1st Edition

History Class Revisited Tools and Projects to Engage Middle School Students in Social Studies

By Jody Passanisi Copyright 2016
    166 Pages 14 B/W Illustrations
    by Eye On Education

    166 Pages 14 B/W Illustrations
    by Eye On Education

    166 Pages 14 B/W Illustrations
    by Eye On Education

    Learn new approaches to teaching history in middle school so students are more engaged in the big ideas and eager to examine the world around them. Co-published by Routledge and MiddleWeb, this practical guide will help you consider the unique needs of middle schoolers, who are in the midst of many social and emotional changes and need to see why the study of history matters to their own lives. Author Jody Passanisi shares helpful strategies and activities to make your social studies class a place where students can relate to the material, connect past history to present events, collaborate with others, think critically about important issues, and take ownership of their learning. Topics include:

    • Reading and analyzing primary and secondary sources for deeper comprehension of historical issues
    • Developing a written argument and defending it with supporting details and cited sources
    • Examining the social context of a historical event and tracing the historical underpinnings of present day issues
    • Using field trips, games, and Project Based Learning to make learning history a fun and interactive experience
    • Assessing your students’ progress using self-reflection, projects, essays, and presentations

    The appendices offer resources for each of the topics covered in the book as well as reproducible Blackline Masters of the charts and diagrams, which can be photocopied or downloaded from our website (http://www.routledge.com/products/9781138639713) for classroom use.

    Meet the Author


    Chapter 1: Introduction: Teaching Middle School History: It’s not quite elementary school... it’s not quite high school

    Chapter 2: Day to Day: Providing Structure and Routines for a Middle School History Classroom

    Chapter 3: Comprehension and Analysis of Expository Texts in History: What Does it Say? What Does it Mean?

    Chapter 4: Evaluation of Text: What’s the Perspective?

    Chapter 5: Writing in History: Making Arguments, Backing Them Up, and Citing Sources

    Chapter 6: Relevance: Why Does this Matter to Me? Social Context, Historical Legacy, and Current Events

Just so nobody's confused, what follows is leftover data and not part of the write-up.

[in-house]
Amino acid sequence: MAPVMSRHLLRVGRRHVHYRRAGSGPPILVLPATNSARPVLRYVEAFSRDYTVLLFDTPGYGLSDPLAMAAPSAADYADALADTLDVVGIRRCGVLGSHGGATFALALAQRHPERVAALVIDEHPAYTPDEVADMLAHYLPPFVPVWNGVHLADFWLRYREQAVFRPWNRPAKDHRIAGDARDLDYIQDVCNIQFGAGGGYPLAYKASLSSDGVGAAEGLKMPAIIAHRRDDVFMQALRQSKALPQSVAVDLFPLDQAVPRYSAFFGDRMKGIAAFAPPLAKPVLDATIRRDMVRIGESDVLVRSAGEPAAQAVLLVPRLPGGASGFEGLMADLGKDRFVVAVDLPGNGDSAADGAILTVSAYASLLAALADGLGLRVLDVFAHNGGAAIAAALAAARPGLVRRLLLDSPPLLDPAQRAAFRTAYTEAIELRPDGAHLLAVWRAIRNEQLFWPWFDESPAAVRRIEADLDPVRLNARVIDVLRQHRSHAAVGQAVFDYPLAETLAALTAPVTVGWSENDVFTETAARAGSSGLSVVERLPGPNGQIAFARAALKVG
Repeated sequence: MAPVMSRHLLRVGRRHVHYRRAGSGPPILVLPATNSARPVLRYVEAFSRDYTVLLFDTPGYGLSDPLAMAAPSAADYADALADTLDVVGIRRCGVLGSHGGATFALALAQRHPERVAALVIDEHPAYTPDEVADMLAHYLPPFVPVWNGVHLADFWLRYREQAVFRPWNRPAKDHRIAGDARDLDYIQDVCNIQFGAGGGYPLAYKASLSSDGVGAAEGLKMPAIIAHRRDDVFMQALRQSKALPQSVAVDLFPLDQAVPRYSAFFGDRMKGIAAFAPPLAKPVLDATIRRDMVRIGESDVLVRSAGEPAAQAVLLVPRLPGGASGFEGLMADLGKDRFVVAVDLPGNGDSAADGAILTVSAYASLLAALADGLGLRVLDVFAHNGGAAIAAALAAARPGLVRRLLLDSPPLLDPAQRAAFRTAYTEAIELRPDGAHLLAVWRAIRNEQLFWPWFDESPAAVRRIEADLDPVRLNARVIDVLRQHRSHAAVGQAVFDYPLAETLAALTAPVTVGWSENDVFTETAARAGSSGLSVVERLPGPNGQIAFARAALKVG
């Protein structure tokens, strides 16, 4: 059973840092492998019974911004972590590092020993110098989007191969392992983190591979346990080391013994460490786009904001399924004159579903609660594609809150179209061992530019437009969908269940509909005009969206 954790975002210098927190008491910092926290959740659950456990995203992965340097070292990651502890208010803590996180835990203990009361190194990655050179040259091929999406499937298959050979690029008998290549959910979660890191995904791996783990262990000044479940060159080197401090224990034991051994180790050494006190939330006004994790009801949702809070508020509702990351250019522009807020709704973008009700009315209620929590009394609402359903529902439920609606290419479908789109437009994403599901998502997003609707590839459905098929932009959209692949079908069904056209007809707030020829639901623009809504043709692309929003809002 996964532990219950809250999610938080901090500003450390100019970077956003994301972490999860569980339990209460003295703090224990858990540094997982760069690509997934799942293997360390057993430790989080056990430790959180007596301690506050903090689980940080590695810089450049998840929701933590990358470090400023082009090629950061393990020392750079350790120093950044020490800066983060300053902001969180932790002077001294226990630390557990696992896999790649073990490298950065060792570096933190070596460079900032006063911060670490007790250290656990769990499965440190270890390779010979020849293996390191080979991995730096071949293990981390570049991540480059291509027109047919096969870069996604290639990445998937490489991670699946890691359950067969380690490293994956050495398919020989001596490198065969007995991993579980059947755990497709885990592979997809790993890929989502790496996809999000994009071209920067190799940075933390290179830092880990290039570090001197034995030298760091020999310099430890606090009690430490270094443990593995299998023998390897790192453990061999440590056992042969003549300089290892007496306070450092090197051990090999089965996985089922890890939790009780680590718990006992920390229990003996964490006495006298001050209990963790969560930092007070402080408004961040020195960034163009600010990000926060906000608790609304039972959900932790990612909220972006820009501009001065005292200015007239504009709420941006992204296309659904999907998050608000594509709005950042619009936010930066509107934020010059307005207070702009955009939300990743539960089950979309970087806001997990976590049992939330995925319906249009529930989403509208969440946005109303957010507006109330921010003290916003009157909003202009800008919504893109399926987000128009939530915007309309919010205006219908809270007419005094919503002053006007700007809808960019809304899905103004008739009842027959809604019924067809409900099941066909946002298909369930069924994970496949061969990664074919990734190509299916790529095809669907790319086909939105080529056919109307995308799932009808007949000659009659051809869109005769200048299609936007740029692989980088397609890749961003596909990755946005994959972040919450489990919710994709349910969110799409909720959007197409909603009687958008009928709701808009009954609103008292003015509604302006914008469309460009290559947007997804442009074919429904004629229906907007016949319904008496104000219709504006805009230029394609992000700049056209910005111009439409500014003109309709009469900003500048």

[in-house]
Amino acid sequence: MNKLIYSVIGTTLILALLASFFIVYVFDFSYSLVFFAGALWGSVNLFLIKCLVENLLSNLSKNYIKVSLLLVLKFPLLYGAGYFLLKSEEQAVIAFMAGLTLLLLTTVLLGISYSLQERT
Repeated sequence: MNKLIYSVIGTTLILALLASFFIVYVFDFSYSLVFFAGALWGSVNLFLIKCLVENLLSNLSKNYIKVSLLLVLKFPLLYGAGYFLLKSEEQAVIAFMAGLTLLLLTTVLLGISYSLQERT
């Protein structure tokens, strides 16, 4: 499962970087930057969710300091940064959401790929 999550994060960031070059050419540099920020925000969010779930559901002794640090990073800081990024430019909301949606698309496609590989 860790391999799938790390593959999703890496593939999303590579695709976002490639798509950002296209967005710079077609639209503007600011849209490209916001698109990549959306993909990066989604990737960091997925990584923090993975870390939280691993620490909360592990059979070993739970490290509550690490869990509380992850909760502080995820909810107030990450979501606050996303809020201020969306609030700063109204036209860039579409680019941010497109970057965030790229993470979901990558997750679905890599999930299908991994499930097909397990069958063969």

Chapter 7: Engagement: Historical Figures, Field Trips, and Games

    Chapter 8: Inquiry: Project-Based Learning

    Chapter 9: Assessment: The Changing Nature of Assessment

    Chapter 10: Epilogue: What is the Future of History in Middle School?

    Appendix A: Resources from Each Chapter

    Appendix B: Blackline Masters


    Jody Passanisi is an eighth-grade U.S. History teacher at an independent school in the Los Angeles area and an adjunct instructor at Mount St. Mary’s University.

    "We all know that teaching history is vital, but Passanisi brings her specific knowledge of tweens to the conversation. This book acknowledges the uniqueness of this age group and explores how to employ specific strategies in teaching them to look beyond their "me-centric" world. Passanisi clearly loves her students, shares ways to engage them in a rigorous way, and helps them expand their understanding of our past to find their own place in history.” –Heather Wolpert-Gawron, Author of DIY Project Based Learning for ELA and Social Studies

    “This resourceful book is a road map to using history to facilitate the development of sociologically mindful global citizens. After reading History Class Revisited, educators will be eager to incorporate Passanisi’s model of social studies education, which balances purpose-driven, expository text exploration and writing with real-world field trips, simulations, and project-based learning. Passanisi teaches educators to guide students towards academic confidence and choice so that they may transfer evaluation and decision-making skills into their own lives as they grow to become autonomous, impactful young people.” --Catherine Stanley, Sixth Grade English Language Arts and Social Studies Teacher, North Carolina